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The Treachery of Nursing Hospitals

Updated: Jun 28, 2020

By Ann Kim, Communications Editor

Graphic by Senching Hsia, Graphics Editor

As many volunteers have pointed out, there are many dilemmas that seem to occur within the secretive systems of nursing hospitals. The quality of care given to patients in the hospital, mostly to the elderly, is often determined by how much they pay to the hospital. The biggest problem that arises from these nursing homes is that patients are being cared for by employees that are not actually certified nursing hospital doctors. Instead, these “doctors” are people with doctorates that use the hospital as a means for gaining fiscal profit; the role is open to anyone who has a doctorate — no matter which type of doctor they are.

The dilemma of these illegal proceedings inside nursing hospitals was reflected during the massive fire in a nursing hospital in the Milyang-Sejong Hospital in South Korea. The tragedy killed 41 people and injured another 153. The problems that caused this terrible accident include the building of illegal infrastructure, opening of fire doors, and the unnecessary usage of “body protectors” in the hospital. The Sejong Hospital reportedly used taekwondo belts to bind the bodies of 10 patients to their beds. The idea was to prevent against falls and injuries to the elderly, but the body protectors cost many lives — they required 30 to 60 seconds to remove, precious time that could have been used to evacuate patients.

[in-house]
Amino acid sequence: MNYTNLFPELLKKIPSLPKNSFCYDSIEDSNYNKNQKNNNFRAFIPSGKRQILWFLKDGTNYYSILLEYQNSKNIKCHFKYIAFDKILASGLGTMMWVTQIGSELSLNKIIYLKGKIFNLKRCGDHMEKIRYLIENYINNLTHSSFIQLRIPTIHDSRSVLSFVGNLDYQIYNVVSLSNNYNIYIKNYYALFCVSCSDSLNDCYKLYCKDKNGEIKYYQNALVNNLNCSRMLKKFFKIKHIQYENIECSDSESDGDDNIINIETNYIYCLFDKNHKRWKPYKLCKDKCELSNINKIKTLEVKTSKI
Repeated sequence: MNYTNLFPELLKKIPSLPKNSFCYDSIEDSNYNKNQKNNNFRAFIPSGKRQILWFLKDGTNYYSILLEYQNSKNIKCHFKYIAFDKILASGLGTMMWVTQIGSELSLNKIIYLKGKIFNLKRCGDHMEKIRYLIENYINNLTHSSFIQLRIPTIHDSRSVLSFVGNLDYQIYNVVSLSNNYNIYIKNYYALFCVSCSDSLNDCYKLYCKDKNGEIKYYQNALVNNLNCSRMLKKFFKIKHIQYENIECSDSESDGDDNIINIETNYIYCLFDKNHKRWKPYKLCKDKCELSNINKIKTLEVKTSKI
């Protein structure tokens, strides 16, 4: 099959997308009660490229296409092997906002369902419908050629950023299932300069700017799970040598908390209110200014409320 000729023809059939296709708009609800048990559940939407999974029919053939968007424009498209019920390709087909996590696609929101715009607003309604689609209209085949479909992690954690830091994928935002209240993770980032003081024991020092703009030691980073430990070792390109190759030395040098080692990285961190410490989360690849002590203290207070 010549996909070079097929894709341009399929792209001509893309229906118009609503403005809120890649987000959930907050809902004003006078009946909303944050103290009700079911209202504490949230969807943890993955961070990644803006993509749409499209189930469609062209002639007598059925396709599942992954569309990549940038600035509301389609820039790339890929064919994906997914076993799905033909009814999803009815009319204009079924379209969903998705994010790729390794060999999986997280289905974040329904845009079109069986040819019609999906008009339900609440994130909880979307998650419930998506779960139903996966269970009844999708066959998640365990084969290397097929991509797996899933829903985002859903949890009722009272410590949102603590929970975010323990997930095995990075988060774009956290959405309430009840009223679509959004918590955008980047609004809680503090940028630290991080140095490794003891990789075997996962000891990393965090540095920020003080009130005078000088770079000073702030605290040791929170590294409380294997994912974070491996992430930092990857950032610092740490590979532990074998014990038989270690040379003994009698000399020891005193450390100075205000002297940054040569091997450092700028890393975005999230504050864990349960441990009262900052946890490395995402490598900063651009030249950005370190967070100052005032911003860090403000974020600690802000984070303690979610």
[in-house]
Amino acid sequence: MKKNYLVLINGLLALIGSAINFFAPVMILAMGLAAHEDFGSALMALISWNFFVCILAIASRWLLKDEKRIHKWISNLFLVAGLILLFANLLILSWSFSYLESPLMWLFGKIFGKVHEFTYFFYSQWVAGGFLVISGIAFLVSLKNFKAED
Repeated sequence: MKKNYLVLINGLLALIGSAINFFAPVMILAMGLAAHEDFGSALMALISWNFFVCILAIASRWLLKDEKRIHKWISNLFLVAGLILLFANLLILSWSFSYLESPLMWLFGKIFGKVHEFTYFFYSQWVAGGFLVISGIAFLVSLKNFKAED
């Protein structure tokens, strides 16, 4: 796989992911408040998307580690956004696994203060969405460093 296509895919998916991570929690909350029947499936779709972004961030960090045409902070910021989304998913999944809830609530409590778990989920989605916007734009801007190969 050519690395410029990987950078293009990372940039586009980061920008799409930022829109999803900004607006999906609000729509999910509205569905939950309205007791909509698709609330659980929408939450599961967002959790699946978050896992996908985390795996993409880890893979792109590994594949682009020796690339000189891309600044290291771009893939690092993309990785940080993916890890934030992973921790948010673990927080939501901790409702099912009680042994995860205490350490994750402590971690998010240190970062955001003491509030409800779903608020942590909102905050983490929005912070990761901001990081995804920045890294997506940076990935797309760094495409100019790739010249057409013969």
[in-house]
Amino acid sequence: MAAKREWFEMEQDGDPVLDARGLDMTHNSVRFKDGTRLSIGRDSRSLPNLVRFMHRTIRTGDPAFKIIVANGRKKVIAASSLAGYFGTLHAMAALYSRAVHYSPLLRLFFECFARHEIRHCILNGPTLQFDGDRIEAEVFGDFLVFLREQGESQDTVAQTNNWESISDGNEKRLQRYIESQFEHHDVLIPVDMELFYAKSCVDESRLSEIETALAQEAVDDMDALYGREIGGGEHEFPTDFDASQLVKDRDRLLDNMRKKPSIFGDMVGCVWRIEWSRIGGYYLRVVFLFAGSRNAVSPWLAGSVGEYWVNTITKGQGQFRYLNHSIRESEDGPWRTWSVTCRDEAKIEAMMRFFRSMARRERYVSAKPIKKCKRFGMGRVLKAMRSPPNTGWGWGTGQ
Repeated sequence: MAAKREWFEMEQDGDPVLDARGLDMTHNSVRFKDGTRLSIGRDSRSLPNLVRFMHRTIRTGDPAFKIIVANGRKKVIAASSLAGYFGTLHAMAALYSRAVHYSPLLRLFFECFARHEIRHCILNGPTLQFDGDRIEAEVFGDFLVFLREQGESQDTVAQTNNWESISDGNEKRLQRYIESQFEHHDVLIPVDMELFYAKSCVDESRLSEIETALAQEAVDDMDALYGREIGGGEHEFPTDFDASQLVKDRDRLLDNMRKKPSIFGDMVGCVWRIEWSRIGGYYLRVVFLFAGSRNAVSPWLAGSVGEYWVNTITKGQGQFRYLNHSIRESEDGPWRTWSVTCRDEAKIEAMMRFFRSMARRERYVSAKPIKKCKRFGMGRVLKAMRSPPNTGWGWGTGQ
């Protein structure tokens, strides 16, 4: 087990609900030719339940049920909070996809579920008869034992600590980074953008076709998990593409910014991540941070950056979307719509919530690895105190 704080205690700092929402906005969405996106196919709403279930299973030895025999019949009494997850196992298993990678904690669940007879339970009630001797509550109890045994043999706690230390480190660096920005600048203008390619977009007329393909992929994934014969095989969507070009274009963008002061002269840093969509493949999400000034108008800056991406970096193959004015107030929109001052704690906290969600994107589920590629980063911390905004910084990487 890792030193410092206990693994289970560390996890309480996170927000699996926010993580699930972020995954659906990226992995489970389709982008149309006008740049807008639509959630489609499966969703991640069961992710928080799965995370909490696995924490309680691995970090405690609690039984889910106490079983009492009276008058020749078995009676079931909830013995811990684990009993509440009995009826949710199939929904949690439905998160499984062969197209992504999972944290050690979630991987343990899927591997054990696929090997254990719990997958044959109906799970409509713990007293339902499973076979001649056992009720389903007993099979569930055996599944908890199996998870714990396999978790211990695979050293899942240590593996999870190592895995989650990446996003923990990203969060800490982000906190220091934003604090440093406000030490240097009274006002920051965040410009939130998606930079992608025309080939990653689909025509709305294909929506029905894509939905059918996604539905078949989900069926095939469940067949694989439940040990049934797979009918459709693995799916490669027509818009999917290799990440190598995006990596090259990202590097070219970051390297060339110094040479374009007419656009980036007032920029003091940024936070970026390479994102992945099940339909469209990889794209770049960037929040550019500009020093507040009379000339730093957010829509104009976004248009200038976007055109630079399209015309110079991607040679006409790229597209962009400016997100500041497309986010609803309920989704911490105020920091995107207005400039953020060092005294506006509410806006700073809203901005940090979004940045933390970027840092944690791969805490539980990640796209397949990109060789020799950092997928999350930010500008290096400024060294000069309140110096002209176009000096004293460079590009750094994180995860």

It has also been pointed out that the number of casualties was so high because of the open fire doors on the second, third and fifth floors at the time of the fire. In the case of a fire, the evacuation routes should block off the fire’s route; in more modern buildings, fire doors are designed to close automatically when the fire alarm is activated. In addition, previously installed fire doors should be kept closed under normal circumstances.

In the Sejong Hospital, there were no fire doors on the first floor. Fire doors were installed on each of the emergency exits on the second, third and fourth floors. The fire doors being open at the time of the fire could have been the cause of the smoke spreading rapidly upstairs.

These problems that happened due to the illegal actions of nursing hospitals should be reconsidered and examined closely to avoid any more tragedies like the one in Sejong Hospital.


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